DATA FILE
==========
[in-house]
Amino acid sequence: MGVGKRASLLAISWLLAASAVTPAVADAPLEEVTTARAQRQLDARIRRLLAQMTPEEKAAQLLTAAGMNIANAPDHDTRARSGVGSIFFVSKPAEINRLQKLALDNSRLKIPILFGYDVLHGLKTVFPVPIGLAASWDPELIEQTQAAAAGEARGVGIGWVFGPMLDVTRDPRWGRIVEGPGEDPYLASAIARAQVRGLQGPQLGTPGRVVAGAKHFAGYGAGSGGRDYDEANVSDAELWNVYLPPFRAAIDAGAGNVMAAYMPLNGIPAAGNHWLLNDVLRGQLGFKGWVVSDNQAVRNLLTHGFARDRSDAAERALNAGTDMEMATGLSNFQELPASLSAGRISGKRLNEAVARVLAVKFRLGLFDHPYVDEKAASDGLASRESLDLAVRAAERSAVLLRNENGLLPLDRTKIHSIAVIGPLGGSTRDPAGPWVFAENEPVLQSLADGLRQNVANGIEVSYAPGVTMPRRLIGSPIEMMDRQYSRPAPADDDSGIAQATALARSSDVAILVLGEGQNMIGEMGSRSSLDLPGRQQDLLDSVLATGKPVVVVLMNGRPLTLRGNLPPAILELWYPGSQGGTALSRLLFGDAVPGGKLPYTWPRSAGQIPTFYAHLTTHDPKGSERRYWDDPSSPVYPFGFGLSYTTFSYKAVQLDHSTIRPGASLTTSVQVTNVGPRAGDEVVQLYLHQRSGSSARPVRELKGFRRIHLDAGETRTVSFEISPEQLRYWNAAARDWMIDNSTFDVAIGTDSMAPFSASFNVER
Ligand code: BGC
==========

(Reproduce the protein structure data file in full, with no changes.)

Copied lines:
[in-house]
Amino acid sequence: MGVGKRASLLAISWLLAASAVTPAVADAPLEEVTTARAQRQLDARIRRLLAQMTPEEKAAQLLTAAGMNIANAPDHDTRARSGVGSIFFVSKPAEINRLQKLALDNSRLKIPILFGYDVLHGLKTVFPVPIGLAASWDPELIEQTQAAAAGEARGVGIGWVFGPMLDVTRDPRWGRIVEGPGEDPYLASAIARAQVRGLQGPQLGTPGRVVAGAKHFAGYGAGSGGRDYDEANVSDAELWNVYLPPFRAAIDAGAGNVMAAYMPLNGIPAAGNHWLLNDVLRGQLGFKGWVVSDNQAVRNLLTHGFARDRSDAAERALNAGTDMEMATGLSNFQELPASLSAGRISGKRLNEAVARVLAVKFRLGLFDHPYVDEKAASDGLASRESLDLAVRAAERSAVLLRNENGLLPLDRTKIHSIAVIGPLGGSTRDPAGPWVFAENEPVLQSLADGLRQNVANGIEVSYAPGVTMPRRLIGSPIEMMDRQYSRPAPADDDSGIAQATALARSSDVAILVLGEGQNMIGEMGSRSSLDLPGRQQDLLDSVLATGKPVVVVLMNGRPLTLRGNLPPAILELWYPGSQGGTALSRLLFGDAVPGGKLPYTWPRSAGQIPTFYAHLTTHDPKGSERRYWDDPSSPVYPFGFGLSYTTFSYKAVQLDHSTIRPGASLTTSVQVTNVGPRAGDEVVQLYLHQRSGSSARPVRELKGFRRIHLDAGETRTVSFEISPEQLRYWNAAARDWMIDNSTFDVAIGTDSMAPFSASFNVER
Ligand code: BGC